I’ve already told you about Modern Cinema and the San Francisco Jewish Film Festival (although there’ll be more to say on that one). But there are two other festivals competing for your attention next month – and both over the same weekend.
Charlie Chaplin Days
Friday, July 13 – Sunday, July 15
Every year, the Niles Essanay Silent Film Museum sets a weekend aside to celebrate the most famous and popular (and for a while quite hated) movie star of all time. There’s a real connection between Chaplin and the museum. The comedian/filmmaker worked for Essanay early in his career and made four short comedies in Niles.
This year’s Charlie Chaplin Days contains only one feature, and It’s his first: The Kid. This seriously-flawed masterpiece contains scenes of near-perfect, roll-on-the-floor comedy. The loving relationship between Charlie and his adopted son (six-year-old Jackie Coogan) provides the film’s heart. You laugh more because you care for these people, and you care more because they make you laugh. But you can also feel Chaplin trying to stretch the story to feature length. Read my Chaplin Diary entry.
I give it a B+.
The Kid will screen Saturday, July 14, at 7:30, with live piano accompaniment. David Totheroh, the grandson of Chaplin’s cinematographer, will introduce the film.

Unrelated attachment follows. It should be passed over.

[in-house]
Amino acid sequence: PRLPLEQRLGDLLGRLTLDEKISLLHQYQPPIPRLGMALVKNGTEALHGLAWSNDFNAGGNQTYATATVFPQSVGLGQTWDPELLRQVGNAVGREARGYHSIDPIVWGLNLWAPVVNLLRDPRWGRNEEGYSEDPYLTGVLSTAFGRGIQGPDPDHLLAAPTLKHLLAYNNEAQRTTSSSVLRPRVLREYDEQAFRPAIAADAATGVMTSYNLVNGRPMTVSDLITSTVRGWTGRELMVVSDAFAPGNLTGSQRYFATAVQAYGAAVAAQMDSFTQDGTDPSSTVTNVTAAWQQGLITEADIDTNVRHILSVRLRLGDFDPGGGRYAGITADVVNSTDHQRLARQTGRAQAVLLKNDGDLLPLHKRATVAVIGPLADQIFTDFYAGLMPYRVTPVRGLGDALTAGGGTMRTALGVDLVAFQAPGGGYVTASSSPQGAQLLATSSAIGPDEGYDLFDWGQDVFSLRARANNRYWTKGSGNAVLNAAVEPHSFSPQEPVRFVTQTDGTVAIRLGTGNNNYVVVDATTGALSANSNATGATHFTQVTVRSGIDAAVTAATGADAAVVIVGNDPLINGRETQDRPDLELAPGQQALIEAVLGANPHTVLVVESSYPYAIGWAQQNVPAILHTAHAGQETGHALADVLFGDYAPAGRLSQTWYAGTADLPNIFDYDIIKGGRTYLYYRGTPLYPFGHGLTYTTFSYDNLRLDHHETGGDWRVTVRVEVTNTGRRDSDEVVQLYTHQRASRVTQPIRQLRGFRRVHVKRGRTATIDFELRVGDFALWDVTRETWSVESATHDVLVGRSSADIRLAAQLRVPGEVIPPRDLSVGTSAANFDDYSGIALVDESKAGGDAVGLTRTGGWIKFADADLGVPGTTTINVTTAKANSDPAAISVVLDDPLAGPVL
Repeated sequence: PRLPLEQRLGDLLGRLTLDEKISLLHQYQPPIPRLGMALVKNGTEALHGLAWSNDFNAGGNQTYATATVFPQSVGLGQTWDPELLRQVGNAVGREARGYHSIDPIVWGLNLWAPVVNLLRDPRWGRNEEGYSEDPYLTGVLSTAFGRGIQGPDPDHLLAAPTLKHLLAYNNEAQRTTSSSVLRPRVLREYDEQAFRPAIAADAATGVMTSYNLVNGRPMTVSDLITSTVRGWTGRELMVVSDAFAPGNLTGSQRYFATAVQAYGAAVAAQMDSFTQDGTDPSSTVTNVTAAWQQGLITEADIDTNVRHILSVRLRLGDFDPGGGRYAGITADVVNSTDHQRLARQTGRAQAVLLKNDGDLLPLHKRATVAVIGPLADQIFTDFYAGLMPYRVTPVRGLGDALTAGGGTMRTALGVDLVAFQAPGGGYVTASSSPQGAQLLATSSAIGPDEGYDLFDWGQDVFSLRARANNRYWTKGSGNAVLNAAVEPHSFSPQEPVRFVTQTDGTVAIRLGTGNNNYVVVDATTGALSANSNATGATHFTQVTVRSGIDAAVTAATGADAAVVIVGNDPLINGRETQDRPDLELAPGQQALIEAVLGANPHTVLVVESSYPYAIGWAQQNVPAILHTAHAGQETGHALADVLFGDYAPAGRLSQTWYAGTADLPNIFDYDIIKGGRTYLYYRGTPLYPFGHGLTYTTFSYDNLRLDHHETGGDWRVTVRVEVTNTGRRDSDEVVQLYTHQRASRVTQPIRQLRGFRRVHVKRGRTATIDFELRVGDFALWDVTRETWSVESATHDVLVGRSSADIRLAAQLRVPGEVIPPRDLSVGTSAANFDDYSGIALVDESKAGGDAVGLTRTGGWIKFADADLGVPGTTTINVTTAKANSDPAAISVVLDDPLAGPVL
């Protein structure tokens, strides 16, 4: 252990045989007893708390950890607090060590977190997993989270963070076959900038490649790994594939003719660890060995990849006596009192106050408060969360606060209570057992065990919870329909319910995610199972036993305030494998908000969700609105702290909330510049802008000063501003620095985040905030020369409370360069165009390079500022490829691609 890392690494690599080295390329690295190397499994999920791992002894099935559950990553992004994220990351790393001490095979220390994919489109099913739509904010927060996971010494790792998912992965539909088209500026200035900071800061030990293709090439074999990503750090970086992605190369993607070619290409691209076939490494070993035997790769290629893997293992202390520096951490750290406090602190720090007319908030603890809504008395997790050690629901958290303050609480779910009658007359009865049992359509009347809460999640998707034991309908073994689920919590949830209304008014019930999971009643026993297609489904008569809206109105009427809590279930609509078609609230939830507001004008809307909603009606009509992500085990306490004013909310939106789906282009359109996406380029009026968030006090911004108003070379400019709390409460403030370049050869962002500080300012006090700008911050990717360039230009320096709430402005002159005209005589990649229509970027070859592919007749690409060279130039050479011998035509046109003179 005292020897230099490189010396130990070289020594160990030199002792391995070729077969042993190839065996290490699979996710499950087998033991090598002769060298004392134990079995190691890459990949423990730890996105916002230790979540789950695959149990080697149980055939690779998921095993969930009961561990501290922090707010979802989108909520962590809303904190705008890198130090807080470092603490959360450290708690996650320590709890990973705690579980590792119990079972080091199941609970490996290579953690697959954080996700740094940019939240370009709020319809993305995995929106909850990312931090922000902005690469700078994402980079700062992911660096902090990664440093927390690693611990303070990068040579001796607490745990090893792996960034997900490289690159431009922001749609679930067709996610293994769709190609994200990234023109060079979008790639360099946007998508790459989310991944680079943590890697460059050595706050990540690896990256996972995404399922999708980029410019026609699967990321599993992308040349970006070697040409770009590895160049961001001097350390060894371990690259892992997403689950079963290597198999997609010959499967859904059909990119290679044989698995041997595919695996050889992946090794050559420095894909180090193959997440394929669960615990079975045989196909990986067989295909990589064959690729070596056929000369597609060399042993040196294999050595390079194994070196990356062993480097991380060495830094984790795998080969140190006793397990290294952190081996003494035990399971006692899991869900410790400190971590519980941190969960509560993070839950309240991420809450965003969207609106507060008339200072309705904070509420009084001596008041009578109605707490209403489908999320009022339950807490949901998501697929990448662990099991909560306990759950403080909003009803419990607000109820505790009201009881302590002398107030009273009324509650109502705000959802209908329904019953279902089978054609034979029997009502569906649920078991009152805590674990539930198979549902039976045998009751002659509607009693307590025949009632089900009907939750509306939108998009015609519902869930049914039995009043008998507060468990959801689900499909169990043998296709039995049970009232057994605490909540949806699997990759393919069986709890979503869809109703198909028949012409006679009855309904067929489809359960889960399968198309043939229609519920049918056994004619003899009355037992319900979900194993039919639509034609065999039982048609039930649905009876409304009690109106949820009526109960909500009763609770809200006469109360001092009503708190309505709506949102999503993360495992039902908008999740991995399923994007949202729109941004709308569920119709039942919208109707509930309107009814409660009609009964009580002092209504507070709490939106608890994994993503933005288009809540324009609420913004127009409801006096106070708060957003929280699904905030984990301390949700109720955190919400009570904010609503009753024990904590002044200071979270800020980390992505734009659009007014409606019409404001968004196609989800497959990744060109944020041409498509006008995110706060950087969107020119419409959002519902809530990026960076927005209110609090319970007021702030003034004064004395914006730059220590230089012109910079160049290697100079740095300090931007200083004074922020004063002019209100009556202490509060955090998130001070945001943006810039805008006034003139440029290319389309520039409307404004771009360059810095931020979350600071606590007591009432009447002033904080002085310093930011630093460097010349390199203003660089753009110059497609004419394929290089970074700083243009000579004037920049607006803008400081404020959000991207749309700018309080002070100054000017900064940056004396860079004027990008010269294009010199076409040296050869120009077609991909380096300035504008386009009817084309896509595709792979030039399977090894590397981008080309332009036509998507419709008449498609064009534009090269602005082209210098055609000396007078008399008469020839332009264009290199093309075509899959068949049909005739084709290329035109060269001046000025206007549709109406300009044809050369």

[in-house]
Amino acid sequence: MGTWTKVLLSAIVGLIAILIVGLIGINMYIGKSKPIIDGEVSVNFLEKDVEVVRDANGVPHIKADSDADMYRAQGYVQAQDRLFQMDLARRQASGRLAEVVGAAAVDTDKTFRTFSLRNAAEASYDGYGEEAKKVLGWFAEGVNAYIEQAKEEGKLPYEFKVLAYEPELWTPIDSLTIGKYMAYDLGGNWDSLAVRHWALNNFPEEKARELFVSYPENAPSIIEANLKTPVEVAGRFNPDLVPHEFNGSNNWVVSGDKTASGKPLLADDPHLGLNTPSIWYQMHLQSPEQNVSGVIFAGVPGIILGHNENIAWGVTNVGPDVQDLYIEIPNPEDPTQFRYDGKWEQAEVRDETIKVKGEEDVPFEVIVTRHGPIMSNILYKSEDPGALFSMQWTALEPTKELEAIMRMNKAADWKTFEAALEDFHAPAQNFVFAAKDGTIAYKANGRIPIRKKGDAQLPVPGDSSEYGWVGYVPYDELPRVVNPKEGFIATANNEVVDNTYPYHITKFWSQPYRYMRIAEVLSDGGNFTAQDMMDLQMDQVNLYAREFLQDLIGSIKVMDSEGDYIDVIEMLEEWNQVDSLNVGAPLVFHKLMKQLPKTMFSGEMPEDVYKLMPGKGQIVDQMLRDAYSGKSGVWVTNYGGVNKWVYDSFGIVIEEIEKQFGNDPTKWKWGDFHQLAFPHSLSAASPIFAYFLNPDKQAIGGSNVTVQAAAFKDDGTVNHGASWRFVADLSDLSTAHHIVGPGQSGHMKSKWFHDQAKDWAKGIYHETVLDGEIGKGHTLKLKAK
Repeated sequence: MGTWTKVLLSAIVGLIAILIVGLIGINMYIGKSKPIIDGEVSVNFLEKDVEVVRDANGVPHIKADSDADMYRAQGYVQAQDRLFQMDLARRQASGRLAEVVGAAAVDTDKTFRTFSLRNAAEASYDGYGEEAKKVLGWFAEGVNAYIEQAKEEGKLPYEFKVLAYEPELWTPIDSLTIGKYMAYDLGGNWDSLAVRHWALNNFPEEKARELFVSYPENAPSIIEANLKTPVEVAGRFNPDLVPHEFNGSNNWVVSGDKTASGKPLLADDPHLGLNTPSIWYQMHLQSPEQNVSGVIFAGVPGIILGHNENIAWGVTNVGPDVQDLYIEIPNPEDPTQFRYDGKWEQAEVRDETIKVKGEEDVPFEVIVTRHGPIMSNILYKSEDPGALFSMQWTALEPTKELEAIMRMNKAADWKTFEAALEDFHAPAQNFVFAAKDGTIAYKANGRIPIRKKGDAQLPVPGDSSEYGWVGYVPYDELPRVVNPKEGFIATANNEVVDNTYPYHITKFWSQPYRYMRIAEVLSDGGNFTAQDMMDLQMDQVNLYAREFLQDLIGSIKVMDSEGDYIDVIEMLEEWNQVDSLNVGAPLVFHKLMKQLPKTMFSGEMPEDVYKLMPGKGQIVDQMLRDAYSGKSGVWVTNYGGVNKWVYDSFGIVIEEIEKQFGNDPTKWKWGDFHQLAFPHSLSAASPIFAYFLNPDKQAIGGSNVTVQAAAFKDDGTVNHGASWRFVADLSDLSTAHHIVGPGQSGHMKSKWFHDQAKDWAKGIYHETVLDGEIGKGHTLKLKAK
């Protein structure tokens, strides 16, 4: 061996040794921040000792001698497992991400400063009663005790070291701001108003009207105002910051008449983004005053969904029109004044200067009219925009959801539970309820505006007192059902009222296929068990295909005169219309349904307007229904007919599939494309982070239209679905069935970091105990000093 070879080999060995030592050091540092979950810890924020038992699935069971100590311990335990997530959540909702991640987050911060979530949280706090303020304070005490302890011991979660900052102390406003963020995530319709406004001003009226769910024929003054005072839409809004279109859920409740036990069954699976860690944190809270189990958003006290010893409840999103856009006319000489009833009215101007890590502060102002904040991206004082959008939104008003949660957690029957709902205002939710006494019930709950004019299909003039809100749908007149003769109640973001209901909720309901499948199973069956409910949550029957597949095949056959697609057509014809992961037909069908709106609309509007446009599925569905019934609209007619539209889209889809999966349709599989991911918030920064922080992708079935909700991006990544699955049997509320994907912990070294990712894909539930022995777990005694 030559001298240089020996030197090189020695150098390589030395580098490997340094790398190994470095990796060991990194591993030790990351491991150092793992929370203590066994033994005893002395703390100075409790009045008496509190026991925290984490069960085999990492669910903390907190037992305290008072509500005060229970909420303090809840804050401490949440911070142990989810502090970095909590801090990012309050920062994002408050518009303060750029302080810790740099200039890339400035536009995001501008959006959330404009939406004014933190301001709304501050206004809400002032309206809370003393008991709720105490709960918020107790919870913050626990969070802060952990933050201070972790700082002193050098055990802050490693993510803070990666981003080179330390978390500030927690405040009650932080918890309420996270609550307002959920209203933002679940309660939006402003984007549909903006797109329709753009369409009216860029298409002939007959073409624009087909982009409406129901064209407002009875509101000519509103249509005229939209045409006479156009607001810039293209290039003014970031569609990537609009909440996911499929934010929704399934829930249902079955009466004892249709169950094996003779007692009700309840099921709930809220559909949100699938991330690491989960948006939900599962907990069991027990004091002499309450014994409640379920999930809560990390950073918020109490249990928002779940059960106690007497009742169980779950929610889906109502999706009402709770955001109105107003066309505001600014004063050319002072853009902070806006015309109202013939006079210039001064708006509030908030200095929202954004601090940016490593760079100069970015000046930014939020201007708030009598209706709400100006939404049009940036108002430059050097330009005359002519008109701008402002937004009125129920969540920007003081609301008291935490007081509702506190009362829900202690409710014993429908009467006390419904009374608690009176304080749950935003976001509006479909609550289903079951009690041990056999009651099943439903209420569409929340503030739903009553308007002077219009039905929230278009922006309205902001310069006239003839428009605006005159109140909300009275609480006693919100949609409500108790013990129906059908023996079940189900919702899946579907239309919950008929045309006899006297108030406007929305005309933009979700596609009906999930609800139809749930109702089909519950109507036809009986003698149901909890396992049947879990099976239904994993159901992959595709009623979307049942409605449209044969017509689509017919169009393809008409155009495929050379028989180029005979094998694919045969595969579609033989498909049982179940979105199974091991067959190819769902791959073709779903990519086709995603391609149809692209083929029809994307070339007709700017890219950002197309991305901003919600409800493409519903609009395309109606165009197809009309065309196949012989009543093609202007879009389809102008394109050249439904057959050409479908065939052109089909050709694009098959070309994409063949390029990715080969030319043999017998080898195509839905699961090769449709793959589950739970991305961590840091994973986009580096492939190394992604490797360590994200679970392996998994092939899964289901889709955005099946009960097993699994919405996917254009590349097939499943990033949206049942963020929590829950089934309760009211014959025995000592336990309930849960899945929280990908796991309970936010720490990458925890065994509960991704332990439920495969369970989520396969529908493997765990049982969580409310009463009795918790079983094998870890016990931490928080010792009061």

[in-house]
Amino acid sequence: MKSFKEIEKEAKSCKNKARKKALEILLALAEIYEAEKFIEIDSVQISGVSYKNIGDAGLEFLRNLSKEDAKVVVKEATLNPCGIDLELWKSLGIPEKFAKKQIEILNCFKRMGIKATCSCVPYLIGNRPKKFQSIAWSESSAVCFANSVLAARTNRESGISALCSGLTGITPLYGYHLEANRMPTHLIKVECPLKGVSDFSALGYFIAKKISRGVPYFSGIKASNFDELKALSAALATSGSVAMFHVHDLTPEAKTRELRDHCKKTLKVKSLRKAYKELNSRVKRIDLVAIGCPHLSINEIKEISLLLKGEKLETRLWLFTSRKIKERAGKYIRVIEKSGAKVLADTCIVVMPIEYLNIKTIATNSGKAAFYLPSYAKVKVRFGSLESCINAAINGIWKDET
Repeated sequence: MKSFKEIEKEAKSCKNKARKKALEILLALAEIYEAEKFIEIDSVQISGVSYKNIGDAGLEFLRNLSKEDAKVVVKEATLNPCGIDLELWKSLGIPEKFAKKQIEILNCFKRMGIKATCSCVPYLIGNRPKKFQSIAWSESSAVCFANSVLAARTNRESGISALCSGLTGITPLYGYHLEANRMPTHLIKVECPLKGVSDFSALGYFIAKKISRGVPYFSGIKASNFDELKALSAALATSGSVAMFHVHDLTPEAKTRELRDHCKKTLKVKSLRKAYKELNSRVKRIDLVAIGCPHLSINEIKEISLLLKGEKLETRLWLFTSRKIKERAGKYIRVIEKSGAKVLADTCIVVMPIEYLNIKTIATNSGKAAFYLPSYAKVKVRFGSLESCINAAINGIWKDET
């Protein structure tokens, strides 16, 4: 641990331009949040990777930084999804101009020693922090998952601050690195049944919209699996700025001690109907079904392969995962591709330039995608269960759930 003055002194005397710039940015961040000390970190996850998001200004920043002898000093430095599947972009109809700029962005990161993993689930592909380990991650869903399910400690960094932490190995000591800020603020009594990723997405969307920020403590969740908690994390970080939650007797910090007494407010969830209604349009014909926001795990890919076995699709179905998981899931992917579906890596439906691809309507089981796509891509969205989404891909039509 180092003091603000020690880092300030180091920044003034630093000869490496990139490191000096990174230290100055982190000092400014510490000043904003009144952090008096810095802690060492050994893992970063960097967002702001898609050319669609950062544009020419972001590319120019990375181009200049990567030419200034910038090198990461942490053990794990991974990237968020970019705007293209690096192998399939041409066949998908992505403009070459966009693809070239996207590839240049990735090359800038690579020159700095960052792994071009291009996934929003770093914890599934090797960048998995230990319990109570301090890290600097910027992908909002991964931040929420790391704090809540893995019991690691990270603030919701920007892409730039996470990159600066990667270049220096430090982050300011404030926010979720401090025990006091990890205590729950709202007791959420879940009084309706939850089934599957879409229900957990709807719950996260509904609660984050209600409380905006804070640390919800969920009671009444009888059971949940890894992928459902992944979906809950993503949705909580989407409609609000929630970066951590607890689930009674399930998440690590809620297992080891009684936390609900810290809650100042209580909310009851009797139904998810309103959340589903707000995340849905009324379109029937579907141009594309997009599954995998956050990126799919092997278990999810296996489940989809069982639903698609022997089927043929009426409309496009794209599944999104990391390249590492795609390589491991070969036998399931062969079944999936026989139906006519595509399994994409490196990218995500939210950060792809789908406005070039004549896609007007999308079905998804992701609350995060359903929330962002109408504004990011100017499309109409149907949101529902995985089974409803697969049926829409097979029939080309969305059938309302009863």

There will also be several shorts screened over the weekend. These include The Champion, One A.M., and The Tramp,
But what really makes this weekend unique are the wealth of lectures, presentations, and special events, including:
- An Exploration of Physical Comedy: Friday, 7:30. Dan Kamin hosts a group panel on Chaplin, Keaton, and others.
- Walking Tour of Niles: Saturday, July 14, 11:00am
- Chaplin As a Director: Saturday, 2:00. John Fawell will discuss Chaplin’s work in back of the camera.
- Chaplin Locations in Hollywood & the Bay Area: Saturday, 4:00. Marc Wanamaker and John Bengtson will discuss where Chaplin shot his movies.
- Charlie Look-Alike Contest: Sunday, 1:15
Cinema Santa Fe
Saturday, July 14
On Saturday, the 14, the Lark will run a one-day festival with a southwestern flavor. And yes, I do mean flavor in a literal as well as a figurative sense. A food truck will provide Wester-style cuisine in the evening.
Cinema Santa Fe screens three feature films and one selection of shorts. Among the features is the Dorothea Lange documentary Grab a Hunk of Lightning.
I’ve seen only one of the movies being screened: Crazy Heart. Jeff Bridges earned his Oscar for this role as an alcoholic, once-famous country western singer on the skids. His Bad Blake drives from town to town in an old truck, playing in small bars and enjoying the occasional company of aging groupies. Not that he’s without friends. His still considerable charm helps him win the love of a young reporter and single mother who knows better (Maggie Gyllenhaal). And a now-successful former protégée (Colin Farrell doing a believable American accent) tries to help rejuvenate his career. But alcohol and self-loathing make him a difficult man to help. With excellent songs by T-Bone Burnett.
I give Crazy Heart an A-.